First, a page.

Taxi drivers slowly edged their minibuses around boulders placed in the roads of Khutsong, in the Carletonville area, after a day of protests on Wednesday over a proposal that the Merafong municipality be incorporated into the North West province.
It is in Gauteng at present.
The announcement of the delimitation proposal, a topic Khutsong residents said kept coming with mixed messages, prompted a Tuesday-night meeting for which permission was requested at short notice — and granted.
By 7am on Wednesday, emotions were rising as the township observed a stayaway. Schools closed and groups began to burn tyres and block off the streets with rocks.
Fire-bombing, stone-throwing and police reacting with rubber bullets followed. By sunset, 28 youths had been arrested, appeared in court and returned to the custody of their parents, according to Senior Superintendent Kobus Peche, area head of crime prevention for police on the West Rand.
As the light faded, people who had been protesting warned that a second stayaway day, on Thursday, would see more action.
”The majority of residents want to stay in Gauteng,” said Teko Thebe.
Local South African Communist Party spokesperson Jomo Mogale said the community wants Minister of Provincial and Local Government Sydney Mufamadi and provincial minister of local government Qedani Mahlangu to attend to its problem.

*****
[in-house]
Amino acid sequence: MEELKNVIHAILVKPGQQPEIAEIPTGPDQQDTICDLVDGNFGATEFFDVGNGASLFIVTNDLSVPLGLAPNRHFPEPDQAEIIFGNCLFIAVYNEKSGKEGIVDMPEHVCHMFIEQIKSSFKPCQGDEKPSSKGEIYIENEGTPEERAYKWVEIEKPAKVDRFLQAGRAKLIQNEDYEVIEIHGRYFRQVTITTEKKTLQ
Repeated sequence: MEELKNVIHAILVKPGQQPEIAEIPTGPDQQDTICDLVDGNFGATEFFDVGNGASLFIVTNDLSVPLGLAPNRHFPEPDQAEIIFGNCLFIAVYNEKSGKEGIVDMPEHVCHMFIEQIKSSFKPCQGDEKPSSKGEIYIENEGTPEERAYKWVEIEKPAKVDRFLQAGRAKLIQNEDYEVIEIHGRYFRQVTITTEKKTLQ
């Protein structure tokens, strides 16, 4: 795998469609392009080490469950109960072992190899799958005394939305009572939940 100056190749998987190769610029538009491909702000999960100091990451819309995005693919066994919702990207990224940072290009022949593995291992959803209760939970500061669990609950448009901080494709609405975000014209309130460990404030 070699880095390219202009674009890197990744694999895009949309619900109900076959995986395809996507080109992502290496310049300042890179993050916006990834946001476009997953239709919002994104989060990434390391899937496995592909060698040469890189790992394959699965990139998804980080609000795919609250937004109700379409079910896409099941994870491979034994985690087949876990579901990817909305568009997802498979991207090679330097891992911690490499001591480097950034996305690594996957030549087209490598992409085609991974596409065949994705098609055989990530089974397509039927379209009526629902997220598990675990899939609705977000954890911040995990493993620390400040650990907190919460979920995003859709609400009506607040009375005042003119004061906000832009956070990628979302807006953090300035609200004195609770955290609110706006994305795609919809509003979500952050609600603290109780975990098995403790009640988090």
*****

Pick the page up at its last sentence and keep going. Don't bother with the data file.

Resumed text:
”There is a lot of unemployment in North West and education is not up to scratch,” said Mogale. ”Besides, we in this area have contributed a lot to the mining sector of Gauteng.”
In what police said was a final burst of violence between a community group and police officers, Young Communist League spokesperson Kgaile Senyane was hit in the back and arm by rubber bullets.
While police said they acted only with restraint while under attack, Senyane said he had been trying to negotiate. He accused police of being too hungry for action.
Meanwhile, caught in crossfire was Bongani Mankgare, who believed his primary-school daughter had been taken out of a taxi as it entered the volatile township as she came home from Westfield Primary School in Carletonville.
”When I got home from work, my wife was crying. I’ve been at the police station. Nobody seems to have seen her,” he said. — Sapa